US1107574A - Pneumatic playing attachment for musical instruments. - Google Patents

Pneumatic playing attachment for musical instruments. Download PDF

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Publication number
US1107574A
US1107574A US55918310A US1910559183A US1107574A US 1107574 A US1107574 A US 1107574A US 55918310 A US55918310 A US 55918310A US 1910559183 A US1910559183 A US 1910559183A US 1107574 A US1107574 A US 1107574A
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Prior art keywords
pneumatic
board
port
valve
piano
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US55918310A
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Robert J Bennett
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ARTISTA PIANO PLAYER Co
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ARTISTA PIANO PLAYER Co
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    • GPHYSICS
    • G10MUSICAL INSTRUMENTS; ACOUSTICS
    • G10FAUTOMATIC MUSICAL INSTRUMENTS
    • G10F1/00Automatic musical instruments
    • G10F1/02Pianofortes with keyboard

Description

R. J. BENNETT.
PNEUMATIC PLAYING ATTACHMENT I-OB. MUSICAL INSTRUMENTS.
APPLICATION FILED MAY 3, 1910.
Patented Aug. 18, 1914.
4 SHEETS-SHEET 1.
THE AORRIS PETERS C0 PHoroL/rno, WASHINGTON. n. c.
R. J. BENNETT.
PNEUMATIC PLAYING ATTACHMENT FOR MUSICAL INSTRUMENTS.
APPLIUATION rum) MAY 3, 1910.
1,107,574. Patented Aug. 18, 191i 4 SHEETS-SHEET 2,
In N 46 R. J. BENNETT.
PNEUMATIC PLAYING ATTACHMENT FOB MUSICAL INSTRUMENTS.
APPLICATION nun In a, 1910.
1,107,574, Patented Aug. 18, 1914.
4 SHEETS-SHEET 3.
0,,- WALEMJZ R. J. BENNETT.
PNEUMATIC PLAYING ATTACHMENT FOR MUSICAL INSTRUMENTS.
APPLICATION FILED an a, 1910.
1,107,574. Patented Aug. 18, 1914.
4 SHBET8-8HEET 4.
.lllllllll Illlv UNITED STATES PATENT OFFICE.
ROBERT J. BENNETT, 0F MOLINE, ILLINOIS, ASSIGNOR TO ARTISTA PIANO PLAYER COMPANY, OF MILAN, ILLINOIS, A CORPORATION OF ILLINOIS.
PNEUMATIC PLAYING ATTACHMENT FOR MUSICAL INSTRUMENTS.
Specification of Letters Patent.
Patented Aug. 18, 1914.
Application filed May 3, 1910. Serial No. 559,183.
To all whom it may concern:
Be it known that I, ROBERT J. BENNETT, a citizen of the United States, residing at l\Ioline-, in the county of Rock Island and State of Illinois, have invented certain new and useful Improvements in Pneumatic Playin Attachments for Musical Instruments, of which the following is a full, clear, and exact specification.
This invention relates more particularly to that class of automatic playing attachments for musical instruments in which the mechanism fo1- automatically actuating the action of a piano or other instrument is mounted upon a support at the front of the instrument, usually above the key-board and in front of the strings or piano wires, and devices whereby the strings are tuned, in such a position as to preclude access to the tuning devices without removing the attachment.
The invention has for one of its objects to provide an improved and simple con struction of a device of this character which covers the tuning devices may be readily removed and temporarily supported during the tuning operation without entirely detaching the same from the instrument.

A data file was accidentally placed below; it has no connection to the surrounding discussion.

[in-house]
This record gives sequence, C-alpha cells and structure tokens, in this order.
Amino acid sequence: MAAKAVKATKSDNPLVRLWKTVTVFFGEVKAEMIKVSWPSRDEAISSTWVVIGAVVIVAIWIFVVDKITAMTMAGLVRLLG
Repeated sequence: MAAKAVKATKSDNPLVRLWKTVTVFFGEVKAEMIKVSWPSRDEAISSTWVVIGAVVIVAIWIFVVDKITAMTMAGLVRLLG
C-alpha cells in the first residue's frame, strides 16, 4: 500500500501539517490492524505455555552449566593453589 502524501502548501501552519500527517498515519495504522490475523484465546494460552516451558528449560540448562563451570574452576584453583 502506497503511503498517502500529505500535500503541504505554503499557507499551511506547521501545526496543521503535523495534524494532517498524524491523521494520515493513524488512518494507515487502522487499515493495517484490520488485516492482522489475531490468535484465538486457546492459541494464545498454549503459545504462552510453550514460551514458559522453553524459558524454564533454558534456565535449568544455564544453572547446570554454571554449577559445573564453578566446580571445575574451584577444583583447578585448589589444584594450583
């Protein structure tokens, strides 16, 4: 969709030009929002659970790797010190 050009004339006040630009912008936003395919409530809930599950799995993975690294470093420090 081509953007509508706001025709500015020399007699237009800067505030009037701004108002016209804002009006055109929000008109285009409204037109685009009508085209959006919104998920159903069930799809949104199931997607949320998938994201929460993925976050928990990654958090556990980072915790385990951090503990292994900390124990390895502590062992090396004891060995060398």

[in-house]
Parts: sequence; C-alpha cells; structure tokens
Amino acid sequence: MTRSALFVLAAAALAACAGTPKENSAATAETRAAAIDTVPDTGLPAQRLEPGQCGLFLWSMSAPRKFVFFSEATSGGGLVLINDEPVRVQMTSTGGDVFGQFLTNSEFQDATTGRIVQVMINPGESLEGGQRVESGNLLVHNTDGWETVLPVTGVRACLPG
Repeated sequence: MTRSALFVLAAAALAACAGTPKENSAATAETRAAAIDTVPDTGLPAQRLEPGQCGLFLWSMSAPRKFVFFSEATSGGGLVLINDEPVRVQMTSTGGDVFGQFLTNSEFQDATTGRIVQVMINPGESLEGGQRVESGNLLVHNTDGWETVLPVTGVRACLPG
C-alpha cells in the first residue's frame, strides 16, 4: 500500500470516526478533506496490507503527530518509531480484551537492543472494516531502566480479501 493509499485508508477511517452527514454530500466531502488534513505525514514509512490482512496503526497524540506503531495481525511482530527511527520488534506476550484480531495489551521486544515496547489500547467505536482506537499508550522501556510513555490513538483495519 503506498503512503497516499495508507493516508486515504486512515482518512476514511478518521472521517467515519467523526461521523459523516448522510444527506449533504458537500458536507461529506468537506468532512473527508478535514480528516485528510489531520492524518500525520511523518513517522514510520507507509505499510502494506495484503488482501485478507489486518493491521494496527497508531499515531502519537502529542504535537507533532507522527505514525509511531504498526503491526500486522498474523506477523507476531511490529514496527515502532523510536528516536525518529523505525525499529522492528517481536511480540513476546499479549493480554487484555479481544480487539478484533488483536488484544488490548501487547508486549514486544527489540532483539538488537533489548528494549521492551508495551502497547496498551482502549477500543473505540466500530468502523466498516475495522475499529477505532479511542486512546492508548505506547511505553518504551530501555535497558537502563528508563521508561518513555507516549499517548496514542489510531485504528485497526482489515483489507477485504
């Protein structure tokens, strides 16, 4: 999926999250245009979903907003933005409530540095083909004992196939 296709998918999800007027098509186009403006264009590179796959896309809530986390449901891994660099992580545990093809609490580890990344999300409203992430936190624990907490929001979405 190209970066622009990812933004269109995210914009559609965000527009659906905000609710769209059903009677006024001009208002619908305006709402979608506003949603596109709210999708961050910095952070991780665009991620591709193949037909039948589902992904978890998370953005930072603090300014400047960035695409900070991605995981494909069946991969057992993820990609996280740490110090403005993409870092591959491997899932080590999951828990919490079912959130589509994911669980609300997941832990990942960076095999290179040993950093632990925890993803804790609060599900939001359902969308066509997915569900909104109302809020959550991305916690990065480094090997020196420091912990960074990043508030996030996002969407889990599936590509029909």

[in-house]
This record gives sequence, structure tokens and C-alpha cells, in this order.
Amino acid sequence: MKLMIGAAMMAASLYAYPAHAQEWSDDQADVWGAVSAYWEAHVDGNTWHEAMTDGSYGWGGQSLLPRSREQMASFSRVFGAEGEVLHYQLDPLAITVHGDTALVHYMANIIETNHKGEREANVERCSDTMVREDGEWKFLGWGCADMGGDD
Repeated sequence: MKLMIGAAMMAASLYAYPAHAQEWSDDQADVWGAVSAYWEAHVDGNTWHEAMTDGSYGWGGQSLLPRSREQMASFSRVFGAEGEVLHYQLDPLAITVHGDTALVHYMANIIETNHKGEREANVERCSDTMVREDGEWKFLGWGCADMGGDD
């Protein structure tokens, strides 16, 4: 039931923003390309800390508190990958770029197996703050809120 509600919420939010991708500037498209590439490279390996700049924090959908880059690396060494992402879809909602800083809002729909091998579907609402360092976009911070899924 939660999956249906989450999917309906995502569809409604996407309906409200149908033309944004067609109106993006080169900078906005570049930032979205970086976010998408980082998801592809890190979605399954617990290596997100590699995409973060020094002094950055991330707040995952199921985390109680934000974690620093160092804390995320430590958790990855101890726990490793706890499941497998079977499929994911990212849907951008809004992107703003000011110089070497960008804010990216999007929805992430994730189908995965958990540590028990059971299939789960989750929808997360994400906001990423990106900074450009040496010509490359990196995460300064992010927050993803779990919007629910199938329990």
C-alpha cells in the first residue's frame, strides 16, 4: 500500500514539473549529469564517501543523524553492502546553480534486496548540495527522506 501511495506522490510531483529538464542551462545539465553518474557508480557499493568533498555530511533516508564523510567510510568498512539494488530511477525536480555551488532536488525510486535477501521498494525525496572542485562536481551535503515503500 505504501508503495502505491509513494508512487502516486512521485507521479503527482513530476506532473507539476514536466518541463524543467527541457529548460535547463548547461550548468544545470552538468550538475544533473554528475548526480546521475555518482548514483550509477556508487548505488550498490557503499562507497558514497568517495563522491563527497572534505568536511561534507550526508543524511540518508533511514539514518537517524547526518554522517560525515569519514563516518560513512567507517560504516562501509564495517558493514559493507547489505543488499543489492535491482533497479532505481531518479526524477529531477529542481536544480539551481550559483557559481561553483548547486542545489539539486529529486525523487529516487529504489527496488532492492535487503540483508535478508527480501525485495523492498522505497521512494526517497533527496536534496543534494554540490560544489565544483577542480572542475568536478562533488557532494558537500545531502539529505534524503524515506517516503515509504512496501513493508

Another object of the invention is to provide improved and simple means whereby the hammer rest rail of a piano to which the playing attachment is connected may be readily controlled at the will of the operator by pneumatic means.
The invention consists in the construction, combination and arrangement of parts shown in the accompanying drawings illustrating an exemplification of the invention and particularly pointed out in the claim.
In the said drawings-Figure 1 is a general view of an upper part of a piano having this invention applied thereto, showing the same in front elevation. Fig. 2 is an enlarged detail section on the line 2-2 of Fig. 1, showing the damper bar controlling valve. Fig. 3 is a plan view thereof. Fig. 4 is an enlarged front elevation of one end of the supporting board and parts associated therewith. Fig. 5 is a horizontal section on the line 55 of Fig. 4. Fig. 6 is a plan view of the supporting board on a smaller scale than Fig. 4;. Fig. 7 is a transverse section thereof on the line 7-7 of Fig. 1, showing plicity of these tubes.
one or more horizontal wind one of the supporting brackets for said board. Fig. 8 is a vertical section on the line 88 of Fig. 7. Fig. 9 is a horizontal section on the line 99 of Fig. 8. Fig. 10
is a. sectional view of a primary pneumatic -'0n the line 10-10 of Fig. 14. Fig. 11 is a :rear elevation thereof with the cap removed.
Fig. 12 is a view of the face of the primary pneumatic block in which the 'main ports are formed. Fig. 13 is an enlarged section of the primary pneumatic taken on the line 13-13 of Fig. 15. ,tion of the primary pneumatic and power pneumatic by which the damper bar is con- Fig. 14 is a vertical sectrolled, taken in the same plane as Fig. 13.
'Fig. 15 is an inner face view of the prigmary pneumatic and the supporting board with the power pneumatic removed. Fig. :16 is a transverse section of the damper bar showing its connection with the power pneumatic. pneumatic and its primary or controlling pneumatic, showing their relation to the ,main support.